The long and the short of it – the usefulness of short poetry forms

When the idea of writing overwhelms me, I remember the beauty of short forms. There’s a part of me that sometimes feels a bit guilty when I do this. Why? It is not as though short forms are cheating.

Putting aside the novels I’ve started and left fallow, the 80 000 – 100 000 word thesis I’m working on sometimes freaks me out. It is not because of the word count but the need for cohesion. The pressure for coherence bears down. Faced with pages of notes and (some rather beautiful) planning sheets I still find myself beset by questions such as ‘can I sustain a sensible argument?’

Now that I’ve worked my way through the first 10 000 words – which I suspect will end up as somewhere more like 5000–7500 by the time I get to the next incarnation of that chapter – I’m feeling more confident that I know what my argument is. Or, at least, what I believe it is going to be so long as I can come up with the evidence to support it.

Short forms

A lot of my writing is image based. This works well for me when I’m working with short poetry forms. I like the way these forms call for a compression of language. Haiku, tanka, cinquains, Ezra Pound couplets are among my favourites. The constraints that short forms impose are comforting.

The example of Pound’s use of the form that comes most readily to mind is probably ‘In a Station of the Metro‘.* I find Pound’s juxtaposition of the human/metropolitan with nature works beautifully. Those two lines do a lot of heavy lifting.

Ages ago – the century was still fresh – I spent some time purposefully working with short forms. They fitted well into my routine. There were one or two poems from that period that I quite liked. One was based on the structure suggested by Ezra Pound couplets…

By the Pound

Red cherries in rich globular pairs;
Words arranged in tight bundles.
Lovers entwined on the river bank;
Images wrought with measured breath.

It isn’t just the poem I’ve been reflecting on but how I was able to fit writing into a crowded schedule. Among the short pieces – which helped keep me focused – were some extended pieces, mostly short stories, that were cohesive (even if not always coherent…I need to remember that I might achieve one without the other). Writing fed into writing that fed into more writing. It was a case of filling the well to be able to draw from it.

The bigger project

For the past few weeks I’ve been revising the draft of Chapter 1. I’ve also been reworking the (beautiful) plan I had drawn up for the shape of the whole thesis. My ‘super symmetrical structure’ has shown itself to be nothing but a dream. The whole approach has changed, too. I should also be well into the second chapter. I’m not.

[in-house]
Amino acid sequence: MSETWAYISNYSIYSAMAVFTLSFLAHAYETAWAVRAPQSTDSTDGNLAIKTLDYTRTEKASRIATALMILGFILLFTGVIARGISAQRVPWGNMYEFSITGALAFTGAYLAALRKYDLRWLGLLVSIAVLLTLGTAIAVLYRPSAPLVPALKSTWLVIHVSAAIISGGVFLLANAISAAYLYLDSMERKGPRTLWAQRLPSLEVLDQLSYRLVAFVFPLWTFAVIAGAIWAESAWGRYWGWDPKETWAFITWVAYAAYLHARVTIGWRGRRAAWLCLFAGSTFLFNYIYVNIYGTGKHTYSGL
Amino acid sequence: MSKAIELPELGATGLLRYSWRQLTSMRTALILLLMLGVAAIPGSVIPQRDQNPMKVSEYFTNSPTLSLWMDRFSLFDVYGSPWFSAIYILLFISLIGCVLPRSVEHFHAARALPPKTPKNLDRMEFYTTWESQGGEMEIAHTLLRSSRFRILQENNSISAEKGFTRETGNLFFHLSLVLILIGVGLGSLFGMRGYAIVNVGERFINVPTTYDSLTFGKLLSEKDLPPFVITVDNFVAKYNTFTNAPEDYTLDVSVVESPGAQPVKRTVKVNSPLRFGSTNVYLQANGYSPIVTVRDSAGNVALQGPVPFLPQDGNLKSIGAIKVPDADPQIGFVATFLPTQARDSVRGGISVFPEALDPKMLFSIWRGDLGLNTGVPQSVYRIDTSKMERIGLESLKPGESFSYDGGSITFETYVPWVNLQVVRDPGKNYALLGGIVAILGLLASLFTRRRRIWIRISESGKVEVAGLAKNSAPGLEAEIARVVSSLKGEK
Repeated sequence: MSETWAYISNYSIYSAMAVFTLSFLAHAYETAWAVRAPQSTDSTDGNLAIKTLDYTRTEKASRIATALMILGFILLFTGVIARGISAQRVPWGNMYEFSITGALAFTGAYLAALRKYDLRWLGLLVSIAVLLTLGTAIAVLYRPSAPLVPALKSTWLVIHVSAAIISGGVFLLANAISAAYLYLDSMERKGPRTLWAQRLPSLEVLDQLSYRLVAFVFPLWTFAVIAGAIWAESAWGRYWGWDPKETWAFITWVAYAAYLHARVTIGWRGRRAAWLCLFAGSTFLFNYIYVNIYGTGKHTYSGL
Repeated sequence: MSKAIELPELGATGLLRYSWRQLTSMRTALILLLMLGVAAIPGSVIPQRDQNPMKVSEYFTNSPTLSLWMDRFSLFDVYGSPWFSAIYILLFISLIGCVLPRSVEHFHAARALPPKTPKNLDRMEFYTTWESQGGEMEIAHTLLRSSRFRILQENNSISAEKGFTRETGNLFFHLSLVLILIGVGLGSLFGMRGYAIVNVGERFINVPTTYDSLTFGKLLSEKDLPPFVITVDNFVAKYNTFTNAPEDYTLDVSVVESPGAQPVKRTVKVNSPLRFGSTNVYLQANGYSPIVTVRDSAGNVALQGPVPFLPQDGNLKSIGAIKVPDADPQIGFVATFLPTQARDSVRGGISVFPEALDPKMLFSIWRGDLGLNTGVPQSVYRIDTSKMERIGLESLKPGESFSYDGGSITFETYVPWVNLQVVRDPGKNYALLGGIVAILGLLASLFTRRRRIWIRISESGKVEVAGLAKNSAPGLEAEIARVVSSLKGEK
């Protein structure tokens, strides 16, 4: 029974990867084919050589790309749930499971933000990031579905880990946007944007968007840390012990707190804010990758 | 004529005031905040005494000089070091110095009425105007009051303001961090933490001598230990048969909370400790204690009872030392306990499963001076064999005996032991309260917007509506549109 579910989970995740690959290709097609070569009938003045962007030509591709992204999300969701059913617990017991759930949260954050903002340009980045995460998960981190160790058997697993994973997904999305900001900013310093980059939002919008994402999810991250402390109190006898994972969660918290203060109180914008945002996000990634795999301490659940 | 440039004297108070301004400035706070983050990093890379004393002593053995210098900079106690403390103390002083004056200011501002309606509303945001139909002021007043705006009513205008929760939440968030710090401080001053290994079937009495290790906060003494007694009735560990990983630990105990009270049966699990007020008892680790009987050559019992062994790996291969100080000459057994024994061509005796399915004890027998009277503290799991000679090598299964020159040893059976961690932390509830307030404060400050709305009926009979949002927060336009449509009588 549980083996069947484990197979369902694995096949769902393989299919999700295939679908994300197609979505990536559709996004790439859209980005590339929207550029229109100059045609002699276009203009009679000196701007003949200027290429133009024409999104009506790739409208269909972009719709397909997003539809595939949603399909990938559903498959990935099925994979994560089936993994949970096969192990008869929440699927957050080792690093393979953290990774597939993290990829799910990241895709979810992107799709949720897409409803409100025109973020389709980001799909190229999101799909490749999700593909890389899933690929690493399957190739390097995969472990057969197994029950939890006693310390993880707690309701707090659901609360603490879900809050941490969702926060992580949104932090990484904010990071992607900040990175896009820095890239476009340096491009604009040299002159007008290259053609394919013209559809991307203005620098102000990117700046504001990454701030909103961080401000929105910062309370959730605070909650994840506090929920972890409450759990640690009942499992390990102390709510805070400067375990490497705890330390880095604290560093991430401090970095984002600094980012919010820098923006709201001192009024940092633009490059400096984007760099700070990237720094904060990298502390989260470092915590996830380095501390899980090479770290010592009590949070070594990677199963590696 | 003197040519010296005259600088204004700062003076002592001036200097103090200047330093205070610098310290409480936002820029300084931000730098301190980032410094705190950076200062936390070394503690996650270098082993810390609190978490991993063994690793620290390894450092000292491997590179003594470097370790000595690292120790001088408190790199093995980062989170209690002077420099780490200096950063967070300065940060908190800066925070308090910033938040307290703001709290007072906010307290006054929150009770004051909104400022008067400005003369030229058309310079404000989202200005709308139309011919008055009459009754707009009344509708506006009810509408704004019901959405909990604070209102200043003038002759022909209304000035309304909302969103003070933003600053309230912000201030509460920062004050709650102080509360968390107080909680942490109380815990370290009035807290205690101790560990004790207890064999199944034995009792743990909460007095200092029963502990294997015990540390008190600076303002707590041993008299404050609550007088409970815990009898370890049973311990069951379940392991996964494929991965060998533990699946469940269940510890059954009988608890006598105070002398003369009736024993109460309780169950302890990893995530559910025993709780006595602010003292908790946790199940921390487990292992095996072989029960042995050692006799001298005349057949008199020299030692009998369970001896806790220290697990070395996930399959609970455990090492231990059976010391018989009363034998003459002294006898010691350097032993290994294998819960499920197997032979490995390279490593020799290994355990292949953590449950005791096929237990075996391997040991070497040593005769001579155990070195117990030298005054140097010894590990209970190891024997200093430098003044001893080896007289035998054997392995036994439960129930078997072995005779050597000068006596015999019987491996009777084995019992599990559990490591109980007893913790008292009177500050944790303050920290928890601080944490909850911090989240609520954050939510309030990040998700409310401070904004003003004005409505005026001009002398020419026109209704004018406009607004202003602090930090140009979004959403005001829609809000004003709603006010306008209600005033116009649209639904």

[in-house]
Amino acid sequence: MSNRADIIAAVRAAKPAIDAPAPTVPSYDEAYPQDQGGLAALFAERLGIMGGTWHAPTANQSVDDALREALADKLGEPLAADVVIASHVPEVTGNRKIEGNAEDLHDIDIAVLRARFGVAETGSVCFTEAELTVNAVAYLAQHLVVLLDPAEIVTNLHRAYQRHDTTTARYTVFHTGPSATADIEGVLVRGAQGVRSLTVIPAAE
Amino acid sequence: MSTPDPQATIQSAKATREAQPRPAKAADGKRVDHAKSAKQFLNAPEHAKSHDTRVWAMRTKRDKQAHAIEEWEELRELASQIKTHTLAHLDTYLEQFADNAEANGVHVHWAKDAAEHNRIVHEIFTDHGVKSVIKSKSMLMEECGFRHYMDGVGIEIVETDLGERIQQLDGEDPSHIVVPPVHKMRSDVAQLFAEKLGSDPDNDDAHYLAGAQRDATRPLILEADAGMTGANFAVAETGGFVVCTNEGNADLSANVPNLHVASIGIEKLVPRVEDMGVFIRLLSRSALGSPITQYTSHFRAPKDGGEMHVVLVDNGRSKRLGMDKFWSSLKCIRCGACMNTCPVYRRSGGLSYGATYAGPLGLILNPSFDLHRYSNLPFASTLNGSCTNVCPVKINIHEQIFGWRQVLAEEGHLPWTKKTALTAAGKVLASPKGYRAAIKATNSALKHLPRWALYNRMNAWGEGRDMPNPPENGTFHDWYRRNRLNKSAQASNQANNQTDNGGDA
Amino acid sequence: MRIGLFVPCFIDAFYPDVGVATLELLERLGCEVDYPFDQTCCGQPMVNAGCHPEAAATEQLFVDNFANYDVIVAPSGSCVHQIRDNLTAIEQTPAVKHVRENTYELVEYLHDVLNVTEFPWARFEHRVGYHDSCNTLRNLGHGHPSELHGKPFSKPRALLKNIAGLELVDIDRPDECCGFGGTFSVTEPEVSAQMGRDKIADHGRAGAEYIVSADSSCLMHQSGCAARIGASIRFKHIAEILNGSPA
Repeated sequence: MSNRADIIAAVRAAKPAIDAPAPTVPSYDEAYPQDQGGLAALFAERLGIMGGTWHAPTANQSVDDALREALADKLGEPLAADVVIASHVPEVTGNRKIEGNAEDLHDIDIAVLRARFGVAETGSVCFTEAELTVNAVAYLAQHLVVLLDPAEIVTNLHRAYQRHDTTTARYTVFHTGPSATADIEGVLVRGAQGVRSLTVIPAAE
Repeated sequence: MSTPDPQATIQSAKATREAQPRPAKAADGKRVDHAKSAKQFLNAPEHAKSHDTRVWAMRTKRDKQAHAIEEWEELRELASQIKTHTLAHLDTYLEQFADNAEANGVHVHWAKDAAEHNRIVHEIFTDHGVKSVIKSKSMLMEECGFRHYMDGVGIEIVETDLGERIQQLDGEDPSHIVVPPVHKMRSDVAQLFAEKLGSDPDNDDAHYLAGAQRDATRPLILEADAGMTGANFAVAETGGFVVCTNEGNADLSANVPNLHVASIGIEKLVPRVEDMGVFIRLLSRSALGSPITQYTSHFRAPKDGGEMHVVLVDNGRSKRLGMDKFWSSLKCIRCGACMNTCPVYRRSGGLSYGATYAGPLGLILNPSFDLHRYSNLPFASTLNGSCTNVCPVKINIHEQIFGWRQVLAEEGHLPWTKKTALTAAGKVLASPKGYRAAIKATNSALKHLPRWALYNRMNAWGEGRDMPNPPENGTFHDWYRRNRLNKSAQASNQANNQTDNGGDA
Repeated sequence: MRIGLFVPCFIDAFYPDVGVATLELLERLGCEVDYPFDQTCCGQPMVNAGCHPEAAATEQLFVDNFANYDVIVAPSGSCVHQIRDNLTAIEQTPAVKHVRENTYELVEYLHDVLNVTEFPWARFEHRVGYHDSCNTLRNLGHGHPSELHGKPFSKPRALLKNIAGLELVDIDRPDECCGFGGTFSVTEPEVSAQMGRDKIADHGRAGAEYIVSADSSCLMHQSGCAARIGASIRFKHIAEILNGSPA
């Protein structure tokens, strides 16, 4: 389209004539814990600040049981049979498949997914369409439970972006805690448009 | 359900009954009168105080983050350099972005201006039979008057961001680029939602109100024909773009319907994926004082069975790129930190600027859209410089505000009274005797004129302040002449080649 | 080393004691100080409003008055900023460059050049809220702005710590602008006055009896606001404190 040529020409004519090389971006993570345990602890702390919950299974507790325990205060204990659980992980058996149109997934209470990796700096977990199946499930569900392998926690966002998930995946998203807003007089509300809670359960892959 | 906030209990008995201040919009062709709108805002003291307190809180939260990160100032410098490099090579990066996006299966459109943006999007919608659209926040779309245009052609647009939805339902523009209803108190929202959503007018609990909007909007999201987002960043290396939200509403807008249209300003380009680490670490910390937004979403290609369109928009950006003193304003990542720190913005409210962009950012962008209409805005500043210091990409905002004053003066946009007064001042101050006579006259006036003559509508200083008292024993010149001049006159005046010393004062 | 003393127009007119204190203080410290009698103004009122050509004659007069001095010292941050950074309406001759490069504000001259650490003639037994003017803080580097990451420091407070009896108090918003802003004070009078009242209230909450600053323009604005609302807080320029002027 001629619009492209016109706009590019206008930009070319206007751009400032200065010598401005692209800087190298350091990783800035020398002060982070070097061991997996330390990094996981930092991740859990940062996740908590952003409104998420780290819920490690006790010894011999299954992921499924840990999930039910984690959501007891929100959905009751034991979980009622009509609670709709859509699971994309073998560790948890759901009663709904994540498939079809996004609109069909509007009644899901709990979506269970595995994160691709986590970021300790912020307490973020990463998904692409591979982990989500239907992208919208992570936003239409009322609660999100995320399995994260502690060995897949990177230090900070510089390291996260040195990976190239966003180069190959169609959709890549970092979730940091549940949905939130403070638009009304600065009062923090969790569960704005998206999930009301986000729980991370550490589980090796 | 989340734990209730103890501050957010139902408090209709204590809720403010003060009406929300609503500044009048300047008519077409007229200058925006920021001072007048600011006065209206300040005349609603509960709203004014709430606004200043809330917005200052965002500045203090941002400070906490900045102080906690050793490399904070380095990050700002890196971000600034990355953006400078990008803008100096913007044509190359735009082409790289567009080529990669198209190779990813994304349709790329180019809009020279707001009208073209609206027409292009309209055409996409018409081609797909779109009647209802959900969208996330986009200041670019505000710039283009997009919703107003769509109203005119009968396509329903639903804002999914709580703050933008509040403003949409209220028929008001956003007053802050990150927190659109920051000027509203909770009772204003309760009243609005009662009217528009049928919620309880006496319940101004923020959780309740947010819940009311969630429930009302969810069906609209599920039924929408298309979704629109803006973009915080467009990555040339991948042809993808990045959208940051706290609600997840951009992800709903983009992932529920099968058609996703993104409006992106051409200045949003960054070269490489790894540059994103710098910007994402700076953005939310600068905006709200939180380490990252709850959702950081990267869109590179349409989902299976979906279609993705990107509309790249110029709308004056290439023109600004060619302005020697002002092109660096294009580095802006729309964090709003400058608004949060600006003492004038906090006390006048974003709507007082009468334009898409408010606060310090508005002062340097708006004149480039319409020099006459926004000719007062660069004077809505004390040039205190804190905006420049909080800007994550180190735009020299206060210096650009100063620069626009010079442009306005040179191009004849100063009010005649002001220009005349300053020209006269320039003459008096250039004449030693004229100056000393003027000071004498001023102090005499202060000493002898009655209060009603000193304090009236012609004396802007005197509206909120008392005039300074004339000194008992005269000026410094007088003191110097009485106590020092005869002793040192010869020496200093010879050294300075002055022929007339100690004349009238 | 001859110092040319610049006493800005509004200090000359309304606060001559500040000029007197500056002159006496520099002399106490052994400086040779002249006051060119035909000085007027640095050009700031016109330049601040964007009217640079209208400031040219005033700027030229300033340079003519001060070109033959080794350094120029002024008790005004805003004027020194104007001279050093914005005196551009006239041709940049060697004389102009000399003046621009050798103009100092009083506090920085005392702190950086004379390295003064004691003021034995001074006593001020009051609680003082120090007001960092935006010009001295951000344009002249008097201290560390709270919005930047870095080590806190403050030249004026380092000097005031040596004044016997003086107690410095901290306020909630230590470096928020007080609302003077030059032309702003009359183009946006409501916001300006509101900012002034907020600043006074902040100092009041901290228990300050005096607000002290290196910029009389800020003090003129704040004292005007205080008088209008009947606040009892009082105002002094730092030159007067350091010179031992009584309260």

Looking back over the work I handed in I can’t help but see that I need to be careful with how I use images. Perhaps I shouldn’t be using images at all. I know I can’t mix metaphors in the writing (which I have done terribly in a couple of past essays…) but I do want to use some images in the course of the discussion. I like writing with images but I need to keep them sharp, especially in the context of academic prose.

The discipline of short forms needs to come into play in my extended pieces of writing. While aiming for the 80 000 words, I need to keep control. The language needs to be compressed, ideas well focused. Images might help express the ideas. While it could be fun, it is probably not appropriate to slip a haiku or an Ezra Pound couplet masquerading as prose into analysis and commentary.

Not only do I need to be making use of the discipline of short forms, I think I should be working with them. I have three reasons for this:

  1. I need to working on practicing concise language and compressed images.
  2. It is good to have a routine (and expectation) of producing contained objects.
  3. I find short forms can be effective memory keys.
Fresh cherries in a bowl
Sweet cherry pairs

The plan evolves

I think there is space to integrate short forms into my daily practice. Not as an add-on but as a part of the work that I’m already doing. Page after page of bullet points and flow charts have not been working that well for me. A few haiku and cinquains might be just the ticket. They can unlock all sorts of emotions and ideas in ways that are much more effective (for me) than straight notes.

Notemaking just got a whole lot more creative, and fun!

*I have no idea of whether he thought specifically of these as a form, and that’s a research rabbit hole I’ve no intention of tumbling down. I must not tumble down that rabbit hole…


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